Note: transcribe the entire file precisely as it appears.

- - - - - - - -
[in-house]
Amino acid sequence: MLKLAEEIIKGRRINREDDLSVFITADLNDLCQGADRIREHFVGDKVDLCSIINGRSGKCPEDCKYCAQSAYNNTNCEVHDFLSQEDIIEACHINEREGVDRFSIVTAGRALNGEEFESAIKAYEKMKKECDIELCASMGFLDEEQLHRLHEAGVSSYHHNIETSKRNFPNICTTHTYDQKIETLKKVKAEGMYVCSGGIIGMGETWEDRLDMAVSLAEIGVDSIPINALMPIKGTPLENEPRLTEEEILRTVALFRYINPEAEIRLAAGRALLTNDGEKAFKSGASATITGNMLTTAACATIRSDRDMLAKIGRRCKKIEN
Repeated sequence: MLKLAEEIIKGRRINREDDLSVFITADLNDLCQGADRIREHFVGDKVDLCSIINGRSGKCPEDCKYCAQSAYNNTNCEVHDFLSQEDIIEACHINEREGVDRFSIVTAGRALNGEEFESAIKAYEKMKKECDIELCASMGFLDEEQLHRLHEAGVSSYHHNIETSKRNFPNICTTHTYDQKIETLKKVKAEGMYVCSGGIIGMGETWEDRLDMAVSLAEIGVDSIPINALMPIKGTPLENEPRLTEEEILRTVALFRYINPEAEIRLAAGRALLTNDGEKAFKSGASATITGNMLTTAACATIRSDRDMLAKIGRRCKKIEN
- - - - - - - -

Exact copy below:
[in-house]
Amino acid sequence: MLKLAEEIIKGRRINREDDLSVFITADLNDLCQGADRIREHFVGDKVDLCSIINGRSGKCPEDCKYCAQSAYNNTNCEVHDFLSQEDIIEACHINEREGVDRFSIVTAGRALNGEEFESAIKAYEKMKKECDIELCASMGFLDEEQLHRLHEAGVSSYHHNIETSKRNFPNICTTHTYDQKIETLKKVKAEGMYVCSGGIIGMGETWEDRLDMAVSLAEIGVDSIPINALMPIKGTPLENEPRLTEEEILRTVALFRYINPEAEIRLAAGRALLTNDGEKAFKSGASATITGNMLTTAACATIRSDRDMLAKIGRRCKKIEN
Repeated sequence: MLKLAEEIIKGRRINREDDLSVFITADLNDLCQGADRIREHFVGDKVDLCSIINGRSGKCPEDCKYCAQSAYNNTNCEVHDFLSQEDIIEACHINEREGVDRFSIVTAGRALNGEEFESAIKAYEKMKKECDIELCASMGFLDEEQLHRLHEAGVSSYHHNIETSKRNFPNICTTHTYDQKIETLKKVKAEGMYVCSGGIIGMGETWEDRLDMAVSLAEIGVDSIPINALMPIKGTPLENEPRLTEEEILRTVALFRYINPEAEIRLAAGRALLTNDGEKAFKSGASATITGNMLTTAACATIRSDRDMLAKIGRRCKKIEN